Six Flags Over Texas

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This article is about the theme park. For the flags themselves, see Six flags over Texas.
Six Flags Over Texas
Six Flags Over Texas logo.png
Location Arlington, Texas, United States
Coordinates 32°45′20.52″N 97°4′12.80″W / 32.7557000°N 97.0702222°W / 32.7557000; -97.0702222Coordinates: 32°45′20.52″N 97°4′12.80″W / 32.7557000°N 97.0702222°W / 32.7557000; -97.0702222
Owner Texas Flags, Ltd.[1]
Operated by Six Flags
Opened August 5, 1961
Operating season March through January
Area 212 acres (0.331 sq mi) (0.86 km²)
Rides
Total 44
Roller coasters 12
Water rides 5
Website sixflags.com/overTexas
Main park entrance to Six Flags Over Texas during their 50th Anniversary.

Six Flags Over Texas is a 212-acre (86 ha) theme park located in Arlington, Texas, east of Fort Worth and about 15 miles (24 km) west of Dallas. It was the first Six Flags Theme Park, but because of later acquisitions it is not the oldest park of the Six Flags chain (that particular title is held by Six Flags New England). The park opened on August 5, 1961, following just a year of construction and an initial investment of US$10 million by real estate developer Angus G. Wynne, Jr.

Since its opening, Six Flags Over Texas has consistently performed well in terms of attendance and revenue, despite its history of ever-changing owners and expansions. The park currently has several amusement rides and attractions, bringing in thousands of visitors daily.

The park is managed, but not owned, by the Six Flags Entertainment Corp., in an arrangement similar to that for Six Flags Over Georgia. Six Flags Over Texas is owned by a group of approximately 120 limited partners—some the heirs of Angus G. Wynne. Starting in 1991, the park was managed by Time Warner Entertainment. In 1998, Time Warner sold its interests in the Six Flags parks to Premier Parks of Oklahoma City, which later changed its name to Six Flags Theme Parks, Inc.

History[edit]

Initial planning and construction[edit]

Following a visit to Disneyland, in Anaheim, California, shortly after its opening, wealthy real estate developer Angus G. Wynne, Jr. decided that his home state of Texas should have a local park for entertainment. Planning for such a place began in 1959, under the leadership of Wynne and the Great Southwest Corporation, along with the backing of various New York investors. Construction on the park began in August 1960.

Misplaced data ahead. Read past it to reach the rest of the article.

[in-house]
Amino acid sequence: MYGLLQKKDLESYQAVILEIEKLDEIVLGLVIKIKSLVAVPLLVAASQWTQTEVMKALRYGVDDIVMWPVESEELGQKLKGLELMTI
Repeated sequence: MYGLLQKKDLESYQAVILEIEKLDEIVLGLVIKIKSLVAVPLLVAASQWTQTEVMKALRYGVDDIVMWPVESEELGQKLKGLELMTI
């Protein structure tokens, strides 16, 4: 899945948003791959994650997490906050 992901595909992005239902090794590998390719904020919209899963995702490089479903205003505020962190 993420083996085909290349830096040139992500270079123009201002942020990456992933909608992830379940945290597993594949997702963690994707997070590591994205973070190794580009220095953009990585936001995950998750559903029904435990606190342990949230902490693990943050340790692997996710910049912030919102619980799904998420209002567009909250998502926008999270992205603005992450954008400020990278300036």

The original logo for Six Flags over Texas.
The entrance of Six Flags over Texas welcomes visitors while the Oil Derrick observation tower looms in the background.

Origin of the name[edit]

The name "Six Flags Over Texas" refers to the flags of the six different nations that have governed Texas: Spain, France, Mexico, the Republic of Texas, the United States of America, and the Confederate States of America.[2] Wynne originally intended to name the park "Texas Under Six Flags." Various legends have attributed the name change to his wife Joann; a group called "The Daughters of The Texas Republic" — of which his wife may, or may not, have been a member; or his entertainment director, Charles Meeker, stating that, "Texas isn’t 'under' anything."[3] The original park was divided into six separate themed areas for each of the six governing entities that have ruled over Texas. Although additional themed areas have been added, the original six can still be found within the park.

Grand opening[edit]

Six Flags Over Texas opened its gates from July 29 to August 4, 1961, to several local corporations that Wynne had invited as part of a "soft-test opening." The park held its grand opening ceremonies on Saturday, August 5, 1961. Dignitaries included the mayors of Arlington, Dallas, Fort Worth, Grand Prairie, and Irving.[3] Park attendance reached 8,374. Admission was $2.75 (or $22.00 today) for adults and $2.25 (or $18 today) for children (cf. admission prices of $62.99 and $47.99 for the 2013 season); parking was 50 cents (or $4.00 today) (cf. $20.00 in 2013); hamburgers were 35 cents (or $3.00 today), and soft drinks were 10 cents (or $1.00 today).[4] On opening day, guests could visit the six original themed sections: Mexico, Spain, France, The Confederacy, Texas, and Modern (representing the USA). According to the 1961 Park Map[5] there were 46 "major attractions" listed. The park's first season, lasting only 45 days and ending on November 25, 1961, was a success with over 550,000 visitors.

The 1960s[edit]

The 1960s were a decade of growth for Six Flags Over Texas. The park added numerous attractions, including two new sections: Boomtown, named after the boomtowns that sprang up rather quickly during Texas' oil boom era, and the "Tower Section", named after the Oil Derrick observation tower built in 1969. The park also witnessed the birth of two classic theme park attractions: El Aserradero in 1963 and the Runaway Mine Train roller coaster in 1966. Attendance reached close to 2 million visitors a year by the end of the decade. In 1969, Six Flags Over Texas was sold by Angus G. Wynne to a new limited partnership managed by Dallas investor Jack Knox.